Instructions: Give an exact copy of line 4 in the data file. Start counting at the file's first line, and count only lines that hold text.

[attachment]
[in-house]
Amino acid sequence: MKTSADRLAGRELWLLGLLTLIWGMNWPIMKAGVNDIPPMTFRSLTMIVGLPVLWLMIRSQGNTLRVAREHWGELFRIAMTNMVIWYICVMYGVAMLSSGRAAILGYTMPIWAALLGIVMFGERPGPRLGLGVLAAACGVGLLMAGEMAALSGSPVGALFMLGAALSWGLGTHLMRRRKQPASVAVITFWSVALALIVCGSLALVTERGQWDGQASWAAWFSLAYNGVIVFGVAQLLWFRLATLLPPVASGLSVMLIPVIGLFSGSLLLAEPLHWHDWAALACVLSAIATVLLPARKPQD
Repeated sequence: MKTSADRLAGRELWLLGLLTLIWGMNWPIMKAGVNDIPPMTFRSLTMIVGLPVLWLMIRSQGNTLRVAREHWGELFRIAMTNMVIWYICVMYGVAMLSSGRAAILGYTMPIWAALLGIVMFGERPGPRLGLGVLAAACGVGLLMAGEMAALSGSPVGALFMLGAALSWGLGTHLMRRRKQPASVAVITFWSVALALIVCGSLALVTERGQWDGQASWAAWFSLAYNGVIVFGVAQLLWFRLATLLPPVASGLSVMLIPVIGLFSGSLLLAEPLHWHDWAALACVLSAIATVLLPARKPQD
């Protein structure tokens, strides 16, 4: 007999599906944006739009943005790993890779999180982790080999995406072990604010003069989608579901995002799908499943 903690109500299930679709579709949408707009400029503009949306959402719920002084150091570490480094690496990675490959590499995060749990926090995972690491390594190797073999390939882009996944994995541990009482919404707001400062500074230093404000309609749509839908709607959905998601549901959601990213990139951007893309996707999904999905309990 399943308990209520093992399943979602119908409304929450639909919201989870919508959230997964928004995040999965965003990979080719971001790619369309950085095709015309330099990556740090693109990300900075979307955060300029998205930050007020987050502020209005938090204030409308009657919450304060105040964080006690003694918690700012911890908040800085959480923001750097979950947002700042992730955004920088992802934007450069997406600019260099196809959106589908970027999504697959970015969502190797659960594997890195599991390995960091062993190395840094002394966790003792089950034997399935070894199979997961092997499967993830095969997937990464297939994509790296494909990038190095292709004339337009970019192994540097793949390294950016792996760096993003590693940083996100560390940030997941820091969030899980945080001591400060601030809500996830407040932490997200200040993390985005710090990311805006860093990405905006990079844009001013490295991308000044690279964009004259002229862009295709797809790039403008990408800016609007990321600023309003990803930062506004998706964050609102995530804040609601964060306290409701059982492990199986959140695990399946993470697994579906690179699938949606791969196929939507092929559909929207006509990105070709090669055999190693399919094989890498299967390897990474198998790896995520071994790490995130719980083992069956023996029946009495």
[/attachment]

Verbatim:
């Protein structure tokens, strides 16, 4: 007999599906944006739009943005790993890779999180982790080999995406072990604010003069989608579901995002799908499943 903690109500299930679709579709949408707009400029503009949306959402719920002084150091570490480094690496990675490959590499995060749990926090995972690491390594190797073999390939882009996944994995541990009482919404707001400062500074230093404000309609749509839908709607959905998601549901959601990213990139951007893309996707999904999905309990 399943308990209520093992399943979602119908409304929450639909919201989870919508959230997964928004995040999965965003990979080719971001790619369309950085095709015309330099990556740090693109990300900075979307955060300029998205930050007020987050502020209005938090204030409308009657919450304060105040964080006690003694918690700012911890908040800085959480923001750097979950947002700042992730955004920088992802934007450069997406600019260099196809959106589908970027999504697959970015969502190797659960594997890195599991390995960091062993190395840094002394966790003792089950034997399935070894199979997961092997499967993830095969997937990464297939994509790296494909990038190095292709004339337009970019192994540097793949390294950016792996760096993003590693940083996100560390940030997941820091969030899980945080001591400060601030809500996830407040932490997200200040993390985005710090990311805006860093990405905006990079844009001013490295991308000044690279964009004259002229862009295709797809790039403008990408800016609007990321600023309003990803930062506004998706964050609102995530804040609601964060306290409701059982492990199986959140695990399946993470697994579906690179699938949606791969196929939507092929559909929207006509990105070709090669055999190693399919094989890498299967390897990474198998790896995520071994790490995130719980083992069956023996029946009495």